TOLEDO BLADE, FRIDAY, MARCH 17, 1893.
All about town this morning, now that the old Wheeler opera house is in smoldering ruins, the talk is a new theater. On Change, in the Toledo club, the Boody House and in the leading public places morning gossip took this refrain. Every man who lays the slightest claim to capital is besieged.
“Now is your chance,” has rung in the ears of the Reynolds Bros. All day. But Col. Reynolds only stroked his iron gray mustache and said:
“Well, we’re figuring on a building. A first class theater and a first class hotel will both be built here inside of eighteen months. There will be plenty of people to take up the opera house scheme now.”
Then A.L. Spitzer was seen around the Produce Exchange building early in the day, looking for Jerry Dewey, and so the board of Trade pointed its fingers at him and said again:
“Spitzer, has Dewey in tow. He is going to change his plans, and put a theater in the Spitzer building. “
Some said the Wheeler heirs would rebuild on the old site. This was emphatically denied by Wm. H. Standart, whose wife is an heir of the estate.
“There is no possibility of the Wheeler being rebuilt” he said. “The estate is in the courts now for settlement. Some one else may go ahead and show what Toledo can do toward putting up an opera house.”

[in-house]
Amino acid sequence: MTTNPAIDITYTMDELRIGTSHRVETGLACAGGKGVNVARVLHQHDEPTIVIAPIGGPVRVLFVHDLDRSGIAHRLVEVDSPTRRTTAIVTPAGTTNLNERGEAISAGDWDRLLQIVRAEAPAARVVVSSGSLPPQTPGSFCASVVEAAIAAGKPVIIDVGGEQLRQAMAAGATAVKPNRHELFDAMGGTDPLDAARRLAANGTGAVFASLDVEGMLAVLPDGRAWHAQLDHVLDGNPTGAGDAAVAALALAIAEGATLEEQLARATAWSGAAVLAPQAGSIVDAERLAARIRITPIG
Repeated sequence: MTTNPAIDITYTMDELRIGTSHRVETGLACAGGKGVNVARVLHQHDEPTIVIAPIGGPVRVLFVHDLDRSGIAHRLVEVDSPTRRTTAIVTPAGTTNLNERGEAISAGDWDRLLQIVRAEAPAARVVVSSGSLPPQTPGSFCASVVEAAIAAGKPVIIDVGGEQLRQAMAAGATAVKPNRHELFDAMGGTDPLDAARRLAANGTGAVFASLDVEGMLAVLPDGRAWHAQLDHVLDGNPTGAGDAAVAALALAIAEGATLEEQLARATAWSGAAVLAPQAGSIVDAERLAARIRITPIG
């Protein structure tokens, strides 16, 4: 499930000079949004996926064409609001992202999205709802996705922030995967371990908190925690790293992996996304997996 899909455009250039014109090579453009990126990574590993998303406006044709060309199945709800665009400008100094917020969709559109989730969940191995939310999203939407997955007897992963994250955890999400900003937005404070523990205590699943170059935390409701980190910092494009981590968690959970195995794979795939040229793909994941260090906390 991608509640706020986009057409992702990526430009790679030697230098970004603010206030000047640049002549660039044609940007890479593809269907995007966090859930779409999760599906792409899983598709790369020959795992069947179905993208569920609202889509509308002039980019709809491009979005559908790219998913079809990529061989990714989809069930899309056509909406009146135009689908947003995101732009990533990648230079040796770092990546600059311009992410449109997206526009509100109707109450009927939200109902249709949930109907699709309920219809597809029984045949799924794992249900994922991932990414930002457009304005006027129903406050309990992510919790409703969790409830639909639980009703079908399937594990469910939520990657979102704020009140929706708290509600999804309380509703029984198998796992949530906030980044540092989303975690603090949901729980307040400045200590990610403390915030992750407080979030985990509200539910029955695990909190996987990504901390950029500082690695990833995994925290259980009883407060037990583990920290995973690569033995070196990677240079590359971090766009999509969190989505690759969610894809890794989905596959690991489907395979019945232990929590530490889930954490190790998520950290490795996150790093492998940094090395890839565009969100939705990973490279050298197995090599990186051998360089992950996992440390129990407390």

So they all turned their attention to Mr. Dewey who is here from Cleveland with a theater scheme working in his brain. They clapped him on the shoulder and winked at him and said: “Now you can go ahead.”
There was no regret at the destruction of the dingy old Wheeler. Condolence confined itself to the financial loss, but not to the loss of the building. That the fire would come sooner or later and possibly create a terrible panic had been discussed last night before the burning of the theater by a number of citizens who to-day are gloating over their remarkable prophetic powers.
An opera house will be built. A mass meeting will be called within a few days in the Produce exchange, when all the citizens of Toledo may go in and present their favourite projects. Whether the result will be the building of a theater to cost from $65,000 to $80,000, or a theater and hotel combined, or something else, will be left for them to decide. They will be asked to take stock and bonds and may reject or choose after deliberating upon all the propositions submitted. Out of the chaos of talk to-day is certain to come a handsome, modern opera house which will reflect credit upon the city and its citizens.
A complaint came to the Blade this morning from engine house No. 6. The firemen claim that ther is so much rubbish and old iron on the city dock that it was almost impossible to place the engine and get the hose into the water. Much time was lost by this reason.
The building occupied by T.D. Parker is owned by Jos. Flynn and is said to have been without insurance, and Allen, the saloonkeeper, had none, it is reported.
Insurance men estimate the entire loss to property owners at over $120,000. Wheeler’s opera house underwriters estimate at $80,000, as per valuation.